Homeownership is in decline, according to a new report examining the state of the nation’s housing. The rate of homeownership was just 64.5 percent last year, which eradicates nearly all of the increase in the previous 20 years.
The national home ownership rate remains as high as it is because baby boomers are older than 50 when homeownership rates are traditionally high, according to the report. A few if the factors contributing to the decline include a “steady erosion” of household incomes since the start of the recession along with restricted access to financing. However, the last 10 years have been the best for renter growth since the 1980s.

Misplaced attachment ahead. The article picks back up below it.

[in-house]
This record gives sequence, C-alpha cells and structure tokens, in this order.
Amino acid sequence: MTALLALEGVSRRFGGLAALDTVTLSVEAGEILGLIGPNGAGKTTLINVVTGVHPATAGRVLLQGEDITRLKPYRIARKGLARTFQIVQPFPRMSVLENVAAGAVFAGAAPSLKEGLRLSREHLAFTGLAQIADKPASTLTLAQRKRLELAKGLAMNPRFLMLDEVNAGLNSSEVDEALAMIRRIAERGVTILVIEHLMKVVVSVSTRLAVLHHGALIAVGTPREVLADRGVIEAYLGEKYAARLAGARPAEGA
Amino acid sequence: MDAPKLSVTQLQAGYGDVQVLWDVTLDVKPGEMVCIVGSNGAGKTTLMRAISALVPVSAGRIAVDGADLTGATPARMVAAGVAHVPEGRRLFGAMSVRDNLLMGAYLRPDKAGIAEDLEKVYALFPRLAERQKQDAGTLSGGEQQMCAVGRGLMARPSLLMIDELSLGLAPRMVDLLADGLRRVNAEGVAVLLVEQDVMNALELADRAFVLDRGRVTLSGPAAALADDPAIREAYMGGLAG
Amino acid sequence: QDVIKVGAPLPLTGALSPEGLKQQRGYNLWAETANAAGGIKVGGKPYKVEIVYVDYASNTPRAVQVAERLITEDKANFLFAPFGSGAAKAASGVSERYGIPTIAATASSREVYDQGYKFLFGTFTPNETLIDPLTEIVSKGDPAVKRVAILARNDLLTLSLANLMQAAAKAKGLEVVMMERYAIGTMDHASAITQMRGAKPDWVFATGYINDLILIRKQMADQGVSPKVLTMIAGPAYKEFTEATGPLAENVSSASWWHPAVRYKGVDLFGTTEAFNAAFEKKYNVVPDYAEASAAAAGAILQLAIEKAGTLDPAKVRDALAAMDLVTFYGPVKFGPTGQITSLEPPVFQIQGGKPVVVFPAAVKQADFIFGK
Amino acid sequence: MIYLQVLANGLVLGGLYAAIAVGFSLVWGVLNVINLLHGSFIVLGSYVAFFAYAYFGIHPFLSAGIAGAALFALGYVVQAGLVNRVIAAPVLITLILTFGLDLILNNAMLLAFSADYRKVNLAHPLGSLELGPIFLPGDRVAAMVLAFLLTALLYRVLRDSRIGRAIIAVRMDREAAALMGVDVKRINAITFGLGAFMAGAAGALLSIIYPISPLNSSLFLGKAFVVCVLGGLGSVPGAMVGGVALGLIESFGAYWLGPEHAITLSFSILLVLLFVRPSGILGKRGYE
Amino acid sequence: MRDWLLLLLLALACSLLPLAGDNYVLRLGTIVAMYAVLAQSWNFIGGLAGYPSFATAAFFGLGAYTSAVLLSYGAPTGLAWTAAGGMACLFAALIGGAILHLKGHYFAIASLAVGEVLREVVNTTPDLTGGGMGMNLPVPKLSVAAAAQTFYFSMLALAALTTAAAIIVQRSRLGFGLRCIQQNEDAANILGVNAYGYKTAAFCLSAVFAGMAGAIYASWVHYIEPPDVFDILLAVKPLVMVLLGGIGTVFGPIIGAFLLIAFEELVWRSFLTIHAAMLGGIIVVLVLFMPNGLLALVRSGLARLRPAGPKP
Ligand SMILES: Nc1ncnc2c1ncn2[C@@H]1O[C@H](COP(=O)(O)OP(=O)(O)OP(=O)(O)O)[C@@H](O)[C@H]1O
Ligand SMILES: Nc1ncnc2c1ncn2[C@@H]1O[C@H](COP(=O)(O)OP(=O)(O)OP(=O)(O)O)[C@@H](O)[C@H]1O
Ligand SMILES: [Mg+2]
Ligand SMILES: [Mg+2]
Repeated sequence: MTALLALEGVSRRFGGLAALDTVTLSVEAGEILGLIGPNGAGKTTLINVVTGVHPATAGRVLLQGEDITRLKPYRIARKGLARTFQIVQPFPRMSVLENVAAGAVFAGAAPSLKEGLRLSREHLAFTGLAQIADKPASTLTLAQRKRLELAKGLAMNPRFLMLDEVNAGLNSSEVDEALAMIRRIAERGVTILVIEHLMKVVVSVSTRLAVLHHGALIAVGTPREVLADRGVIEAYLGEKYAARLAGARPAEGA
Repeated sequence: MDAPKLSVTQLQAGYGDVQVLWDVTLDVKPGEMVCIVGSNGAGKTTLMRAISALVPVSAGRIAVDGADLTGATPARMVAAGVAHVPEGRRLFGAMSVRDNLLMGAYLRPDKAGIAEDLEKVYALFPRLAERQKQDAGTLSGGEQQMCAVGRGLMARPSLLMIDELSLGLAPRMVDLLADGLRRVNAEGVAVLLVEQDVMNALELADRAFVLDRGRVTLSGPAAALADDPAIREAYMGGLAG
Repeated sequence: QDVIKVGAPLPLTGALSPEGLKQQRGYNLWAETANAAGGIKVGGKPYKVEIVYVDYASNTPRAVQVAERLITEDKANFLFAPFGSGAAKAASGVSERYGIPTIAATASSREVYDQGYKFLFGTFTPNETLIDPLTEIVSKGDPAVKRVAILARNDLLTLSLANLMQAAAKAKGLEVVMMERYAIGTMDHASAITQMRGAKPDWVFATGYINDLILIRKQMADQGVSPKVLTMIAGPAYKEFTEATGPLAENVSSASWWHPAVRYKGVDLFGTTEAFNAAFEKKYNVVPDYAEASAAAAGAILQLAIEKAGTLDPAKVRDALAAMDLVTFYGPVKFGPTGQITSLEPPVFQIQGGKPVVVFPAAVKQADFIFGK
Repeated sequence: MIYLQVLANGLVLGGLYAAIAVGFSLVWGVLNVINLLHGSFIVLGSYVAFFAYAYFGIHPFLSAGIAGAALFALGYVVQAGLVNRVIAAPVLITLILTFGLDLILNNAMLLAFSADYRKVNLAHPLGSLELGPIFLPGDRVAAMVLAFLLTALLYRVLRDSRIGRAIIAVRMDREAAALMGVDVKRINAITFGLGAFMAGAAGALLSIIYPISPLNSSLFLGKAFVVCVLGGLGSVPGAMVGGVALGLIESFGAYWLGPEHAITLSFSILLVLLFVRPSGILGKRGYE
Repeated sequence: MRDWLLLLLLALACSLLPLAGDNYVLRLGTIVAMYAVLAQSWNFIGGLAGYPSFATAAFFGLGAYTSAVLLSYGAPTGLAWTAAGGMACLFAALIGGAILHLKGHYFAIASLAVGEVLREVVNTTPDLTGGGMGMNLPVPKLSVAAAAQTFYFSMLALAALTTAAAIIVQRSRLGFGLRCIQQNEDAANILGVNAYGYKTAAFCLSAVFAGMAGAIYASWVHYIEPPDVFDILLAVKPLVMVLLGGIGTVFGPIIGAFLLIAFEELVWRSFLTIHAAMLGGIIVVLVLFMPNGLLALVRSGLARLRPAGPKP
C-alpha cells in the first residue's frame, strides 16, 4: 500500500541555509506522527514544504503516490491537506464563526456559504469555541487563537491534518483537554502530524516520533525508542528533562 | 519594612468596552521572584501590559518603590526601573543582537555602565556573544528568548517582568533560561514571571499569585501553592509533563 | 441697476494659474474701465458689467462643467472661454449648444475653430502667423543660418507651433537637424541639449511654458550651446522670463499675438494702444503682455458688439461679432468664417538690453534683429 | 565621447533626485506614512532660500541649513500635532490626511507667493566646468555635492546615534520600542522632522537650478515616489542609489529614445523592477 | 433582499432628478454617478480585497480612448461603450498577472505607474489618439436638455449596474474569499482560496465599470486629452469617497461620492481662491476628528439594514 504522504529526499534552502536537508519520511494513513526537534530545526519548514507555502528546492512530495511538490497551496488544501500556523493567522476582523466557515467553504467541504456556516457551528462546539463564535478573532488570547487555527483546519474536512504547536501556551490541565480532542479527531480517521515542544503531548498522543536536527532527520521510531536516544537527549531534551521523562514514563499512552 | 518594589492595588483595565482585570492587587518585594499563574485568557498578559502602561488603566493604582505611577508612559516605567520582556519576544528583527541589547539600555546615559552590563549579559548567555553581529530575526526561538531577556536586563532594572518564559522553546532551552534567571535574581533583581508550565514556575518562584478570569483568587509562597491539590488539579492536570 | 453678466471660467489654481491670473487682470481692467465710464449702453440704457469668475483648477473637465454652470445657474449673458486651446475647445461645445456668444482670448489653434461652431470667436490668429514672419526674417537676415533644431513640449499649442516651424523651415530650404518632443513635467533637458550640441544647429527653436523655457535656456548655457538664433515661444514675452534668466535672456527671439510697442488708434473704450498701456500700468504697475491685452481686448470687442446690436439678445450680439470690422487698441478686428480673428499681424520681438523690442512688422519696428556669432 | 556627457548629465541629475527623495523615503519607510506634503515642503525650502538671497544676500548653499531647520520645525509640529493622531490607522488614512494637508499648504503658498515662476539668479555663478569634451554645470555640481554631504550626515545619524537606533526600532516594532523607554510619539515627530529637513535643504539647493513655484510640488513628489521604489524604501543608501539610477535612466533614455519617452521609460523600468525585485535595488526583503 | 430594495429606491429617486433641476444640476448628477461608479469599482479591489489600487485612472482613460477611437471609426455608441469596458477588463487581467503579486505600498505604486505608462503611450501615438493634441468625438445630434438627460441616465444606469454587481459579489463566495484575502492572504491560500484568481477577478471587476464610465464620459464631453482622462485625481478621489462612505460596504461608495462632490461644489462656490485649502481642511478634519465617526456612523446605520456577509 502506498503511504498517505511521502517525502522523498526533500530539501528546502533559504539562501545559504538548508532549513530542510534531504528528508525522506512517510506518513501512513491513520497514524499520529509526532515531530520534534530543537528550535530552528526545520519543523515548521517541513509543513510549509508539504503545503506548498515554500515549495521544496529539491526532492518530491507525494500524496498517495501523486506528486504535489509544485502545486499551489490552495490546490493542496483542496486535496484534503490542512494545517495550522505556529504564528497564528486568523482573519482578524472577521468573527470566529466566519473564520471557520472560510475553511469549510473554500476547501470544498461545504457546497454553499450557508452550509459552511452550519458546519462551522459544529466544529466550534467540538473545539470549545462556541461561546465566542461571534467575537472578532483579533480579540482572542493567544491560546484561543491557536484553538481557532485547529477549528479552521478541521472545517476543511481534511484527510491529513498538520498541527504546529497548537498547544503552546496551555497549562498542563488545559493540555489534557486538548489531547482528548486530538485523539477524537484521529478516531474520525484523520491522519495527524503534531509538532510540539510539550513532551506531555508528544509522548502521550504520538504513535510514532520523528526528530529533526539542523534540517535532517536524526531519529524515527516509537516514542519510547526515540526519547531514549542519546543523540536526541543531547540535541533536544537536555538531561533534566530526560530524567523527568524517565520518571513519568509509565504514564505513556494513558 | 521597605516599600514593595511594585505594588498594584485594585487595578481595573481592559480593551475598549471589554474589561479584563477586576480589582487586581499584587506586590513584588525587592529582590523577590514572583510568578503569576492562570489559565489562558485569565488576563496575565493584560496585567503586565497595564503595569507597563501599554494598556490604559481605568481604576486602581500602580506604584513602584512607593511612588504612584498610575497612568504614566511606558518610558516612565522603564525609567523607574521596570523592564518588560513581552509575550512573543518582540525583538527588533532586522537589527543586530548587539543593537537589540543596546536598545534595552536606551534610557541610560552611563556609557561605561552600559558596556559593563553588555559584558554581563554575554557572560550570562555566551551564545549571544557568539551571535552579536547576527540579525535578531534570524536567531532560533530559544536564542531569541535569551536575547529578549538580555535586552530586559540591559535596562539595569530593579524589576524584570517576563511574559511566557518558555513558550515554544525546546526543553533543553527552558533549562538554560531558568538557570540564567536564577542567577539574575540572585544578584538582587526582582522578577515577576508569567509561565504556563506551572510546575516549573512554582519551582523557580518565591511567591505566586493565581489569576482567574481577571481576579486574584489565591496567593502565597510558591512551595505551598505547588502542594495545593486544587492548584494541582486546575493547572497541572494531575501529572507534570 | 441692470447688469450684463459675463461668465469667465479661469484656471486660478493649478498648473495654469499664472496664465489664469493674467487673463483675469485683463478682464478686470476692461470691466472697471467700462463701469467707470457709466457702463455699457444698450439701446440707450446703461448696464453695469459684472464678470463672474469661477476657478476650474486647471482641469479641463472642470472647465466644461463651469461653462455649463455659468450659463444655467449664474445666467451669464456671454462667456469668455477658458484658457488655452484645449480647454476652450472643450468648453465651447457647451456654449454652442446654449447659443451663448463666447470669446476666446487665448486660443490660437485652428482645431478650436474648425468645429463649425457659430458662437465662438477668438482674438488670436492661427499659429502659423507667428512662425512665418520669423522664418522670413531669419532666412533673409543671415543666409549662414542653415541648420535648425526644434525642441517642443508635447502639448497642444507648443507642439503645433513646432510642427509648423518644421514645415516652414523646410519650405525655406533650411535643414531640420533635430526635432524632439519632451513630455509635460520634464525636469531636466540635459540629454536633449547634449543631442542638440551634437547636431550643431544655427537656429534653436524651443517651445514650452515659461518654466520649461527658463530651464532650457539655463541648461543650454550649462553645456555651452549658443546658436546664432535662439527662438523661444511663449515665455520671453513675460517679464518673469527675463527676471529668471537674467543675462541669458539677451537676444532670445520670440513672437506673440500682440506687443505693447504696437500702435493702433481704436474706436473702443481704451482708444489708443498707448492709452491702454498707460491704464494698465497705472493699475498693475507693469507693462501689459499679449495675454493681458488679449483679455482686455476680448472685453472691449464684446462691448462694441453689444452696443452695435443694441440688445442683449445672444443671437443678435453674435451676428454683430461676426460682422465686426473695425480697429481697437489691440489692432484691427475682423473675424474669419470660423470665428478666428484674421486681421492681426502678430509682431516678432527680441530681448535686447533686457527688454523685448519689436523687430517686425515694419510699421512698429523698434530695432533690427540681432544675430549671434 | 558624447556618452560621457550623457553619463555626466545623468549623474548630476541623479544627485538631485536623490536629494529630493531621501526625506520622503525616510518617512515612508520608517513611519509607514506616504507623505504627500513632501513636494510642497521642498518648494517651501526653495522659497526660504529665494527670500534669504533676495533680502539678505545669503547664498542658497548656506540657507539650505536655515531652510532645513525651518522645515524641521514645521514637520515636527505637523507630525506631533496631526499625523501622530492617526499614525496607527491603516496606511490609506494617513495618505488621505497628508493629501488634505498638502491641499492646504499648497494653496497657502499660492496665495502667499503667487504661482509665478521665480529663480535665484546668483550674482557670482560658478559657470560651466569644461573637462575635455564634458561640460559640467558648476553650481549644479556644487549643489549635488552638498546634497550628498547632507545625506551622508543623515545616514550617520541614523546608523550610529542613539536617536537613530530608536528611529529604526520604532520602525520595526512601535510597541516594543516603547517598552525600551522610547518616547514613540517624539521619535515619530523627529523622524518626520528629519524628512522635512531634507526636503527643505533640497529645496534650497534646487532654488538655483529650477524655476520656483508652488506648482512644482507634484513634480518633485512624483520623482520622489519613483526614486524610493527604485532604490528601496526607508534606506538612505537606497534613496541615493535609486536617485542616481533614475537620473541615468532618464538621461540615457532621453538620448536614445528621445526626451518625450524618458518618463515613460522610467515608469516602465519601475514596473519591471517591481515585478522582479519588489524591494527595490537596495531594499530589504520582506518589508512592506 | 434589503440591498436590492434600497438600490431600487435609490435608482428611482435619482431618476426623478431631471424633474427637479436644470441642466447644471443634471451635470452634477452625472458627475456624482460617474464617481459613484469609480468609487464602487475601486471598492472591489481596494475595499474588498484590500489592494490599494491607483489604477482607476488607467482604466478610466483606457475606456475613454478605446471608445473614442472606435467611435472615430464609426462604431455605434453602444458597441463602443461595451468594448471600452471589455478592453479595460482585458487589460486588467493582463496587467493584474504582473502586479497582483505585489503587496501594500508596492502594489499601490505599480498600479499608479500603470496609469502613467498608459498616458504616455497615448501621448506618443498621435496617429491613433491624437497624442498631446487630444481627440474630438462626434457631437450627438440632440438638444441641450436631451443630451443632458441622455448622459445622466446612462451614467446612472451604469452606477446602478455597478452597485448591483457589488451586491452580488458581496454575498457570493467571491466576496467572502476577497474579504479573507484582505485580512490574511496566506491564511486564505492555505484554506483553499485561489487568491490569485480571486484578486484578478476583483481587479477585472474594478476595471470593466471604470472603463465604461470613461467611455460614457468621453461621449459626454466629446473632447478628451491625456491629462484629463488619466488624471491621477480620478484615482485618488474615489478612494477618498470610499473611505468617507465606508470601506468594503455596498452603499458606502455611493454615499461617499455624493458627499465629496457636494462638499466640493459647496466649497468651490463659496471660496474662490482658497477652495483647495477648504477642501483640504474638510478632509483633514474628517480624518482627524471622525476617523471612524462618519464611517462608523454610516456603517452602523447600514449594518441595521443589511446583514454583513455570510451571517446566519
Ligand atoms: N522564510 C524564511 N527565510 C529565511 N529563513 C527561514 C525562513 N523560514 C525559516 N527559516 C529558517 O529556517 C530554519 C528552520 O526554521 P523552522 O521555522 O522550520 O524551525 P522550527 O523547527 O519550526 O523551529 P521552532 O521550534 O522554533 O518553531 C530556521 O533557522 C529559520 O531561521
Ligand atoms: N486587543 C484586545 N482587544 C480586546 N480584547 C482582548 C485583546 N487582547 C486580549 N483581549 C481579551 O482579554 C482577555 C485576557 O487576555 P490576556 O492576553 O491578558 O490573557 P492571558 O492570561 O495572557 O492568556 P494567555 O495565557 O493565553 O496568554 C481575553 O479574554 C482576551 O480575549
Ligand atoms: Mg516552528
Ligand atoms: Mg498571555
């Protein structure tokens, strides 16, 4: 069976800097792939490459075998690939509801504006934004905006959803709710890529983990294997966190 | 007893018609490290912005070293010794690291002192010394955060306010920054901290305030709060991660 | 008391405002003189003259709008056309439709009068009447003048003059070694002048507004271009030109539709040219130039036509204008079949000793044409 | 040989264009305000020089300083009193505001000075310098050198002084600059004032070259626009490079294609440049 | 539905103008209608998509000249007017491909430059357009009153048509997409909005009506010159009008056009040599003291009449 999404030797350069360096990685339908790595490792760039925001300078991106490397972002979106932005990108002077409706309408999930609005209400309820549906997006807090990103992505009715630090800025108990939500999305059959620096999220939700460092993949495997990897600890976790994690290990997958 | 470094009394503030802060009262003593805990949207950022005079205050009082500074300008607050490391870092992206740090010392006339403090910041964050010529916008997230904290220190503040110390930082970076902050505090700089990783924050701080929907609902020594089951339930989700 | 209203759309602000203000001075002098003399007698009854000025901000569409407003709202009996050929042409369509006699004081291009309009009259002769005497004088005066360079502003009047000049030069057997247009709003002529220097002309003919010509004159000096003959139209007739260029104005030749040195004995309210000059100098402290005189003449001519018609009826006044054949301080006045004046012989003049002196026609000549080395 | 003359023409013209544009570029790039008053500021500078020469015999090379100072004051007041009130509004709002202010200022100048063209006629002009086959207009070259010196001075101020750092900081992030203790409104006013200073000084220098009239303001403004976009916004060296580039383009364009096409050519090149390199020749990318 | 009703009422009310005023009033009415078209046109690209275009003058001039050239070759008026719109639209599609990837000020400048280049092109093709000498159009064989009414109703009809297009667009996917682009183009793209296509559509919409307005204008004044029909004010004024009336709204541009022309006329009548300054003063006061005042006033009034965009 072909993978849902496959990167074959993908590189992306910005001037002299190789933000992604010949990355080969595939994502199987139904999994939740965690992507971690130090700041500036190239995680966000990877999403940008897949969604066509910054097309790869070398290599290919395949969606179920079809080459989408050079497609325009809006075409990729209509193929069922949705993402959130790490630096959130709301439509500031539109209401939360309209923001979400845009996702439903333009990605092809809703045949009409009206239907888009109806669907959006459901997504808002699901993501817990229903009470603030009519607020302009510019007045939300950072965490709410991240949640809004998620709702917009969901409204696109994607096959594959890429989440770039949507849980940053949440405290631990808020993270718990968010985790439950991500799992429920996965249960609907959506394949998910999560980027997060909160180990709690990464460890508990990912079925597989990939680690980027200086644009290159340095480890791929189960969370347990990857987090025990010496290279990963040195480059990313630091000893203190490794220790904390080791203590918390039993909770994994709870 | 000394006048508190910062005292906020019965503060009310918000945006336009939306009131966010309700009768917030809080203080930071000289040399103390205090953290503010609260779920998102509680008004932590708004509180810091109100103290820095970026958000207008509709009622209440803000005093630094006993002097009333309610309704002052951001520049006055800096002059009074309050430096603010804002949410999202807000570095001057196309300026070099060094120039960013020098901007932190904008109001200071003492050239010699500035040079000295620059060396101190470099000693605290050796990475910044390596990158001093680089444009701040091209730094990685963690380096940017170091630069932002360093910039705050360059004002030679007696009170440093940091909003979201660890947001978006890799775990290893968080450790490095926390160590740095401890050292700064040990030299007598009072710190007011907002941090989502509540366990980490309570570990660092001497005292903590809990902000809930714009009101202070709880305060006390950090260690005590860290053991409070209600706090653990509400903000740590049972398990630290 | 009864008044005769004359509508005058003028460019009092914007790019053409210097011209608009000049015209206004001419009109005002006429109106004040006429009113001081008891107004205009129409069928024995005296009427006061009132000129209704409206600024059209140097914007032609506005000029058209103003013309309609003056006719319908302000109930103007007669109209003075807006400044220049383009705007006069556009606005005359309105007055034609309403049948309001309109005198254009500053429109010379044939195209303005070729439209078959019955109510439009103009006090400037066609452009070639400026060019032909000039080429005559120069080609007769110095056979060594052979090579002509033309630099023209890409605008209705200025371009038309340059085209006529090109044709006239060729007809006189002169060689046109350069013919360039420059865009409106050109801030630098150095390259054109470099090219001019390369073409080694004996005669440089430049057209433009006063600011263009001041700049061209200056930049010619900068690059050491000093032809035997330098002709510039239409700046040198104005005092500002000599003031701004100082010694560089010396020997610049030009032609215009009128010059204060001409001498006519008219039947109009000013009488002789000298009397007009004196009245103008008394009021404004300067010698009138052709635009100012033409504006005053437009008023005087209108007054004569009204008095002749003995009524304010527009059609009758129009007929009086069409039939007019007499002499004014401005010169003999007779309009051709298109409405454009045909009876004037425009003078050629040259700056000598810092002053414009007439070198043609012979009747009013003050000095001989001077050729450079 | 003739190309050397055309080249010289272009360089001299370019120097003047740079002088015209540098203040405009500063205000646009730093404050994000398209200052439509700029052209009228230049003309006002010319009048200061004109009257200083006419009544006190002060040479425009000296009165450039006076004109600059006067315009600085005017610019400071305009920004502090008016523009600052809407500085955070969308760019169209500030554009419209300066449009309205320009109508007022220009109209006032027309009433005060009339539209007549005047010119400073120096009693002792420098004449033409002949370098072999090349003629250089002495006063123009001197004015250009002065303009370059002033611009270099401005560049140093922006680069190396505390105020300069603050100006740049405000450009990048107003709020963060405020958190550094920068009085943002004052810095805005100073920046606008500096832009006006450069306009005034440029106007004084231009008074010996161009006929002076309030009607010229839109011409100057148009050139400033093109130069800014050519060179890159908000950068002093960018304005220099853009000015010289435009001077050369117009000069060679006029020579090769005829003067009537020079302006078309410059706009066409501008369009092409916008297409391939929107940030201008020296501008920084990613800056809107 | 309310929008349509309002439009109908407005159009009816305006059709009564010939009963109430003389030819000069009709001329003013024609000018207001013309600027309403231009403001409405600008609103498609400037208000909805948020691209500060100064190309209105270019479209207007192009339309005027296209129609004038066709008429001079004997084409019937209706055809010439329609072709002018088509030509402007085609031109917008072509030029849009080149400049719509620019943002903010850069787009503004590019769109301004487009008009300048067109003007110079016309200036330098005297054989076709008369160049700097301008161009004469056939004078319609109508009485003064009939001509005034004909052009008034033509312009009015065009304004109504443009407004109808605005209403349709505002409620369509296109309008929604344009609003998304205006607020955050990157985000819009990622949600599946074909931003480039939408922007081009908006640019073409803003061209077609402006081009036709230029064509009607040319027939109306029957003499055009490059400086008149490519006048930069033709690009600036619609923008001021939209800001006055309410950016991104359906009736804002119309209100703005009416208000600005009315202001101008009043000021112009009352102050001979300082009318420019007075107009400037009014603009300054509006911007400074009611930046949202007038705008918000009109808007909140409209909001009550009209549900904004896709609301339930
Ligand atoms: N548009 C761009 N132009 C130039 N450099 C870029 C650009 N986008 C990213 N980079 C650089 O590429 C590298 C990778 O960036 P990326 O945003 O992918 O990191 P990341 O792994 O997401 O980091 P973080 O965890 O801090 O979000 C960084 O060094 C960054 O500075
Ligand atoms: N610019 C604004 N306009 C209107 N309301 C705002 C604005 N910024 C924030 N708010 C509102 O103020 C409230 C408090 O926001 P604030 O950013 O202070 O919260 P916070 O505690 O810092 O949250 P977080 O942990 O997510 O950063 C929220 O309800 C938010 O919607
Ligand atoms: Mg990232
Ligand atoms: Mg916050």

However, in another decade or so, the oldest baby boomers will be in their late 70s, “a time of life when living independently often becomes difficult. By 2025, the large and growing population of seniors is likely to drive up demand for alternative housing arrangements that offer a combination of affordability, accessibility and supportive services.”
“State of the Nation’s Housing” from the Joint Center for Housing Studies of Harvard University notes that over the next two decades, the number of adults 70 and over will increase by 91 percent. “The existing housing stock is unprepared to meet the needs of a large and growing senior population. Many older adults live alone, have at least one type of disability, and have limited resources to pay for suitable housing. As a result, the demand for units that are affordable, accessible, and provide social connection as well as supportive services will grow increasingly acute over the next two decades.”